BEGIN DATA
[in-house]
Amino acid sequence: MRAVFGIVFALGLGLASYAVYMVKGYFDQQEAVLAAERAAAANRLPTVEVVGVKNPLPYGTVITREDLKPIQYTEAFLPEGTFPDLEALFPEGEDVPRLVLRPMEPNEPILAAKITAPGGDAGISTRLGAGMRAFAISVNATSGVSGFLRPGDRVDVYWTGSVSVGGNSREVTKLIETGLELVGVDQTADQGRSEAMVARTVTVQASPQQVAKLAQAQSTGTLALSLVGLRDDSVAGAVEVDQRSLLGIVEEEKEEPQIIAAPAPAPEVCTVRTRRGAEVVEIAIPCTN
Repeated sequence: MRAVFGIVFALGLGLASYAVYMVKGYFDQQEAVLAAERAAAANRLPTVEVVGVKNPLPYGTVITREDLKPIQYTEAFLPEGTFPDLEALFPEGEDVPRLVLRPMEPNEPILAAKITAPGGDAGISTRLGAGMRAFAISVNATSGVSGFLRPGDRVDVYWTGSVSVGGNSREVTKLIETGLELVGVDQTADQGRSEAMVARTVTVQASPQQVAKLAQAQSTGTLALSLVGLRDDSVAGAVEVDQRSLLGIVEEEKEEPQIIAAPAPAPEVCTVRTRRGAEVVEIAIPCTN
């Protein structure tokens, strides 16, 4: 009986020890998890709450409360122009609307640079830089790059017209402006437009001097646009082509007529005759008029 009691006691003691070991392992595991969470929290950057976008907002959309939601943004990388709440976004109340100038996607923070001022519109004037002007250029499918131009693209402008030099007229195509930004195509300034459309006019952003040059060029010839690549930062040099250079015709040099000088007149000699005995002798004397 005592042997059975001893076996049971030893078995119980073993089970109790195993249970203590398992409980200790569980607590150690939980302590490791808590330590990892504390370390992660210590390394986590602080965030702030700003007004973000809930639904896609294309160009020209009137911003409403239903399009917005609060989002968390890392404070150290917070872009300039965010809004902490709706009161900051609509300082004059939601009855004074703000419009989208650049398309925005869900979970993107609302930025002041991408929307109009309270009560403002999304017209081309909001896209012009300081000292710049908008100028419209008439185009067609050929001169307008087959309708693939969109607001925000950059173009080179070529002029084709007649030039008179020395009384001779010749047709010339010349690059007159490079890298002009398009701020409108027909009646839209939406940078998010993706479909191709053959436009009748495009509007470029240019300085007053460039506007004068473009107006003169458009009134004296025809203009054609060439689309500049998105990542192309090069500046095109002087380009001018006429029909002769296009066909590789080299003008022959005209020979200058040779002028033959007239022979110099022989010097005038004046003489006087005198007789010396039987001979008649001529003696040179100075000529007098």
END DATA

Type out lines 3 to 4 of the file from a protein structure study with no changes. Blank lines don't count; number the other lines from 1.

Repeated sequence: MRAVFGIVFALGLGLASYAVYMVKGYFDQQEAVLAAERAAAANRLPTVEVVGVKNPLPYGTVITREDLKPIQYTEAFLPEGTFPDLEALFPEGEDVPRLVLRPMEPNEPILAAKITAPGGDAGISTRLGAGMRAFAISVNATSGVSGFLRPGDRVDVYWTGSVSVGGNSREVTKLIETGLELVGVDQTADQGRSEAMVARTVTVQASPQQVAKLAQAQSTGTLALSLVGLRDDSVAGAVEVDQRSLLGIVEEEKEEPQIIAAPAPAPEVCTVRTRRGAEVVEIAIPCTN
């Protein structure tokens, strides 16, 4: 009986020890998890709450409360122009609307640079830089790059017209402006437009001097646009082509007529005759008029 009691006691003691070991392992595991969470929290950057976008907002959309939601943004990388709440976004109340100038996607923070001022519109004037002007250029499918131009693209402008030099007229195509930004195509300034459309006019952003040059060029010839690549930062040099250079015709040099000088007149000699005995002798004397 005592042997059975001893076996049971030893078995119980073993089970109790195993249970203590398992409980200790569980607590150690939980302590490791808590330590990892504390370390992660210590390394986590602080965030702030700003007004973000809930639904896609294309160009020209009137911003409403239903399009917005609060989002968390890392404070150290917070872009300039965010809004902490709706009161900051609509300082004059939601009855004074703000419009989208650049398309925005869900979970993107609302930025002041991408929307109009309270009560403002999304017209081309909001896209012009300081000292710049908008100028419209008439185009067609050929001169307008087959309708693939969109607001925000950059173009080179070529002029084709007649030039008179020395009384001779010749047709010339010349690059007159490079890298002009398009701020409108027909009646839209939406940078998010993706479909191709053959436009009748495009509007470029240019300085007053460039506007004068473009107006003169458009009134004296025809203009054609060439689309500049998105990542192309090069500046095109002087380009001018006429029909002769296009066909590789080299003008022959005209020979200058040779002028033959007239022979110099022989010097005038004046003489006087005198007789010396039987001979008649001529003696040179100075000529007098």